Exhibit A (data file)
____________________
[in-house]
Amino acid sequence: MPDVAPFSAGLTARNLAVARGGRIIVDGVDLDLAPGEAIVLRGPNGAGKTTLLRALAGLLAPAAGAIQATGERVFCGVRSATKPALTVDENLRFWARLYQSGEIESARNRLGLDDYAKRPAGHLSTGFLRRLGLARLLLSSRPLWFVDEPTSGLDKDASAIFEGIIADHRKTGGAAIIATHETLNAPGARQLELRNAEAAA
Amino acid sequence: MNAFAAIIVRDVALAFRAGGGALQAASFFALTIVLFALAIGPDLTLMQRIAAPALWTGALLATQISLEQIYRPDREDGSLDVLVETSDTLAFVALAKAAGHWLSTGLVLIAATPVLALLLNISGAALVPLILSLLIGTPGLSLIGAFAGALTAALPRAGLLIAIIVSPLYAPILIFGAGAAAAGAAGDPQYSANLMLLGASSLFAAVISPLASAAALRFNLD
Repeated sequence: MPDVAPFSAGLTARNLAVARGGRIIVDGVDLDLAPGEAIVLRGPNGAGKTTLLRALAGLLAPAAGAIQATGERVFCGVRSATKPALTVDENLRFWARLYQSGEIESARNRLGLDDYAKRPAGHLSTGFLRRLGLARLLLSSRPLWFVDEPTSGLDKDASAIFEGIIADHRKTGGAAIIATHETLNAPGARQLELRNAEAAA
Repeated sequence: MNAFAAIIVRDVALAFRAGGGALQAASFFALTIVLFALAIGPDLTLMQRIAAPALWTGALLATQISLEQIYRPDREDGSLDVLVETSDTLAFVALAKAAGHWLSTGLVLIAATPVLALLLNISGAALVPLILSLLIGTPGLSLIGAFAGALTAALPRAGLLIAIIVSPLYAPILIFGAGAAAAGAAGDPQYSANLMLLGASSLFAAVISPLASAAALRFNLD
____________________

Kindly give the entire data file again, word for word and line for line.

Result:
[in-house]
Amino acid sequence: MPDVAPFSAGLTARNLAVARGGRIIVDGVDLDLAPGEAIVLRGPNGAGKTTLLRALAGLLAPAAGAIQATGERVFCGVRSATKPALTVDENLRFWARLYQSGEIESARNRLGLDDYAKRPAGHLSTGFLRRLGLARLLLSSRPLWFVDEPTSGLDKDASAIFEGIIADHRKTGGAAIIATHETLNAPGARQLELRNAEAAA
Amino acid sequence: MNAFAAIIVRDVALAFRAGGGALQAASFFALTIVLFALAIGPDLTLMQRIAAPALWTGALLATQISLEQIYRPDREDGSLDVLVETSDTLAFVALAKAAGHWLSTGLVLIAATPVLALLLNISGAALVPLILSLLIGTPGLSLIGAFAGALTAALPRAGLLIAIIVSPLYAPILIFGAGAAAAGAAGDPQYSANLMLLGASSLFAAVISPLASAAALRFNLD
Repeated sequence: MPDVAPFSAGLTARNLAVARGGRIIVDGVDLDLAPGEAIVLRGPNGAGKTTLLRALAGLLAPAAGAIQATGERVFCGVRSATKPALTVDENLRFWARLYQSGEIESARNRLGLDDYAKRPAGHLSTGFLRRLGLARLLLSSRPLWFVDEPTSGLDKDASAIFEGIIADHRKTGGAAIIATHETLNAPGARQLELRNAEAAA
Repeated sequence: MNAFAAIIVRDVALAFRAGGGALQAASFFALTIVLFALAIGPDLTLMQRIAAPALWTGALLATQISLEQIYRPDREDGSLDVLVETSDTLAFVALAKAAGHWLSTGLVLIAATPVLALLLNISGAALVPLILSLLIGTPGLSLIGAFAGALTAALPRAGLLIAIIVSPLYAPILIFGAGAAAAGAAGDPQYSANLMLLGASSLFAAVISPLASAAALRFNLD